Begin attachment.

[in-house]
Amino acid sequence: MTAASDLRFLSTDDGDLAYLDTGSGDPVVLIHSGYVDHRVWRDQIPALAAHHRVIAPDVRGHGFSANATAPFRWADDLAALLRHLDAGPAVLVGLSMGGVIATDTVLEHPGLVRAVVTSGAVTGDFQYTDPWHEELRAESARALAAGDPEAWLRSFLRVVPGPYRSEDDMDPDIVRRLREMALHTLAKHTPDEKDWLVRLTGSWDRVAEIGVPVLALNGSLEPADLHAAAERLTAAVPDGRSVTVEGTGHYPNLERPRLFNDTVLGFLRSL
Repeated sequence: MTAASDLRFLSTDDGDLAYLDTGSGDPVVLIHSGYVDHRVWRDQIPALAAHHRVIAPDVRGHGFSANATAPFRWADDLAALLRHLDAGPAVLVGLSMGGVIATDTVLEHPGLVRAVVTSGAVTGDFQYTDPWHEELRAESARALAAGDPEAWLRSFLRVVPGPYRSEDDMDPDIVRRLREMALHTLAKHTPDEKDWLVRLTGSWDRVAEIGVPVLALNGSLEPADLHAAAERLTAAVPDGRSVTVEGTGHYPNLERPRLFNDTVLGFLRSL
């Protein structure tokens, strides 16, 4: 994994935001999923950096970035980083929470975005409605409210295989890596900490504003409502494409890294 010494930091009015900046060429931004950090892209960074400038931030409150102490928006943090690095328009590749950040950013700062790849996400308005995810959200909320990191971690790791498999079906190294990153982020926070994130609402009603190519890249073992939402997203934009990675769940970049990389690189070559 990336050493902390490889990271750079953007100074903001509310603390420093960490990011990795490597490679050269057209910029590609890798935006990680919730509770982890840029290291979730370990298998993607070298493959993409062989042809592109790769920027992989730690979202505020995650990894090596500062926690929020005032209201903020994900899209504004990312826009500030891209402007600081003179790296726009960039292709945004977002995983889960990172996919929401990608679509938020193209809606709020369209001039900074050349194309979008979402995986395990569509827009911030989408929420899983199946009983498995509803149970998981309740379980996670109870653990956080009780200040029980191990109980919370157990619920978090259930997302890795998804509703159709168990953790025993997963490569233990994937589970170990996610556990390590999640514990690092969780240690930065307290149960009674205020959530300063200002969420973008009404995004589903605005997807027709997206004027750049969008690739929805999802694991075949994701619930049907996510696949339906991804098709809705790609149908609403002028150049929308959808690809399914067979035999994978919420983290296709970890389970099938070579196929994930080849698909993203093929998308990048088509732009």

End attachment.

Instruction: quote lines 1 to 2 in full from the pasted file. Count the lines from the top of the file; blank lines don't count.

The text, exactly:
[in-house]
Amino acid sequence: MTAASDLRFLSTDDGDLAYLDTGSGDPVVLIHSGYVDHRVWRDQIPALAAHHRVIAPDVRGHGFSANATAPFRWADDLAALLRHLDAGPAVLVGLSMGGVIATDTVLEHPGLVRAVVTSGAVTGDFQYTDPWHEELRAESARALAAGDPEAWLRSFLRVVPGPYRSEDDMDPDIVRRLREMALHTLAKHTPDEKDWLVRLTGSWDRVAEIGVPVLALNGSLEPADLHAAAERLTAAVPDGRSVTVEGTGHYPNLERPRLFNDTVLGFLRSL